A Brief History of the Catholic Church during the Middle Ages
The Roman Catholic Church, the largest denomination of Christians worldwide, has a glorious history as the church of Jesus Christ and the sole Christian Church in the West during the high and late Middle Ages (1054-1550 AD). Explore the history of the Roman Catholic Church before the Reformation in this brief guide.
Early Christianity Splits and Forms Roman Catholic Church
In the crumbling Roman Empire, the Christian Church struggled to maintain unity between East and West. When the Eastern half of the Roman Empire fell (circa 400 AD), the pope became the spiritual and political leader for Western Europe.
The patriarch of Constantinople served as head of the Eastern Orthodox Church in Byzantium. Diversity in thought and practice, physical distance between East and West, invasions from outsiders, and desires for autonomy tore the Church apart in a separation known as the East-West Schism or Great Schism in 1054. The Roman Catholic Church became known as the Church of the West, and the Orthodox Church the Church of the East.
Medieval Society and the Catholic Church
Western Europe suffered greatly during the Dark Ages (400-1000 AD). After the fall of Rome, people lost running water, military protection, and clear political leadership. Bands of raiders, the infamous Germanic tribes as well as Vikings and Mongols, constantly raped and pillaged.
In the midst of darkness, the Catholic Church offered Europe hope. Early missionaries, such as St. Patrick of Ireland, St. Augustine of Canterbury, and St. Boniface of Germany spread Christianity throughout Western Europe and with it political connections with Rome, the seat of the pope. The Benedictines, a religious order, founded monasteries that offered the modern day equivalent of social services- health care, food, and protection- as well as education to future priests and scholars. Entire communities poured hundreds of years of time and money into magnificent cathedrals such as Notre Dame de Paris to honor God and the Church.
Rise of the Pope During the Middle Ages
By 1000, most of Western European society followed the Pope's command. Kings and knights heeded Pope Urban II's plea in 1095 and embarked on the first of many crusades to regain the Holy Lands of Palestine from Muslim control. The Pope approved the marriages of kings and queens as well as new monastic orders for service to the Church and new doctrines for teaching her believers.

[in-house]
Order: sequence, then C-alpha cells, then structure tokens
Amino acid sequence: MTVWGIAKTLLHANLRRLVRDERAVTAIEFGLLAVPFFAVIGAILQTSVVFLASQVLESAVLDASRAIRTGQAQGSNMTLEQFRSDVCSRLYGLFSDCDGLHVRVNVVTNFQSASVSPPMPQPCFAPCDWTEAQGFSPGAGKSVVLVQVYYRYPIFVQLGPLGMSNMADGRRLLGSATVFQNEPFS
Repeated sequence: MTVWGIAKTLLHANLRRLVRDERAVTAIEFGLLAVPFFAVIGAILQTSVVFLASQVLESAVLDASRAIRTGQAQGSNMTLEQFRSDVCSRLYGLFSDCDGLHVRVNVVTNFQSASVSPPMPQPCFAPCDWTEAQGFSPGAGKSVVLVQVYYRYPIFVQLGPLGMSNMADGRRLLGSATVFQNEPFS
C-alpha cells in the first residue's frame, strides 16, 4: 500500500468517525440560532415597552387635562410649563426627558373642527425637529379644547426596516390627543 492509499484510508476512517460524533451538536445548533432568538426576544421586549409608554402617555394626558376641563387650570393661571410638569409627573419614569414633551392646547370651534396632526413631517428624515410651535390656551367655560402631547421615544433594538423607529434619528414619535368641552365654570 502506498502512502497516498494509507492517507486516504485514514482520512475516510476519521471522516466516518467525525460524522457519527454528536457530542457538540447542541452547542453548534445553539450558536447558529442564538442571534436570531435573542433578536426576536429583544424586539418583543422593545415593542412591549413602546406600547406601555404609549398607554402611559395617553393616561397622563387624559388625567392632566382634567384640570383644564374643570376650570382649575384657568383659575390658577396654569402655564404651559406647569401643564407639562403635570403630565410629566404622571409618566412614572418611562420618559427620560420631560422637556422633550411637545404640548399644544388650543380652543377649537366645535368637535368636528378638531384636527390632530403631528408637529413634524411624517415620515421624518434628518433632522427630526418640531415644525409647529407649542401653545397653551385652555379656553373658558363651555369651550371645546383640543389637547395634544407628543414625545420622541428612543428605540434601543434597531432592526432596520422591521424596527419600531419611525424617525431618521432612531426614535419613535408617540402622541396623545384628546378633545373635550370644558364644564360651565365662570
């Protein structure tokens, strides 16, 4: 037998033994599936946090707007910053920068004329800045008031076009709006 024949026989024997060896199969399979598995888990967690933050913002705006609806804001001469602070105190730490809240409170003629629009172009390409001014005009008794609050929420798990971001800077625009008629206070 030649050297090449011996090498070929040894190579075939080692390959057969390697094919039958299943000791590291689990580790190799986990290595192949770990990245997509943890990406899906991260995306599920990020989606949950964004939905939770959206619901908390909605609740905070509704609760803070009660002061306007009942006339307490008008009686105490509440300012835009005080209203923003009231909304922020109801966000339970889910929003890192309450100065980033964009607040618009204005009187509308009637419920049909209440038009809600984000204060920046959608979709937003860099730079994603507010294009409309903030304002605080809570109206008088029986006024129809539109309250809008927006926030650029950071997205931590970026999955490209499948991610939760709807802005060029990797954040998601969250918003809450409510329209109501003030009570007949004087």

Bishops and abbots, serving the Pope, controlled much of the land and power in medieval land. Apart from towns and cities, run by guilds of craftsmen, and lands owned by local kings and noblemen, Church officials held much political as well as religious power in Europe.
Why the Catholic Church Didn't Split Before the Reformation
The rise of universities such as the University of Paris and Oxford University during the Middle Ages created a movement of new scholarship in the church, explaining everything through the lens of previously held Church doctrine. Great thinker theologians like St. Thomas Aquinas (1225-1274) and St. Bonaventure (1221-1274) enhanced the Church's teaching and thought with answers to questions about God, life, and faith.
Though some believers challenged the Church's teaching and practice during the Middle Ages, the majority founded new monastic communities to preserve their diversity. St. Bernard of Clairvaux' passionate preaching against the wealth of Benedictine monasteries inspired the Cistercian Order (1098). St. Francis of Assisi's call to serve the poor founded the Franciscans, a group of mendicants, or wandering monks (1223). Before 1500, no serious widespread challenge to the Catholic Church's authority threatened schism, or a split, within the Church in Europe.
Middle Ages Influences Catholic Church Today
The medieval Catholic Church's beliefs, worship, and structure was very similar to what's found in a modern Catholic parish today. Until Vatican II (1962-1965), the Catholic Church worshipped and prayed in Latin, the language of the Roman Empire. Priests, Catholic ordained ministers, began practicing celibacy by papal decree in the 1000s. The current liturgy of the Mass, the service order for Catholic worship, dates from the Middle Ages, as does the practice of devotion to the saints and the Blessed Virgin.
The Roman Catholic Church split from the Orthodox Church during the East-West Schism of 1054 but survived and thrived as the Church that served European believers during the Middle Ages and set the stage for the reformation in early modern Europe.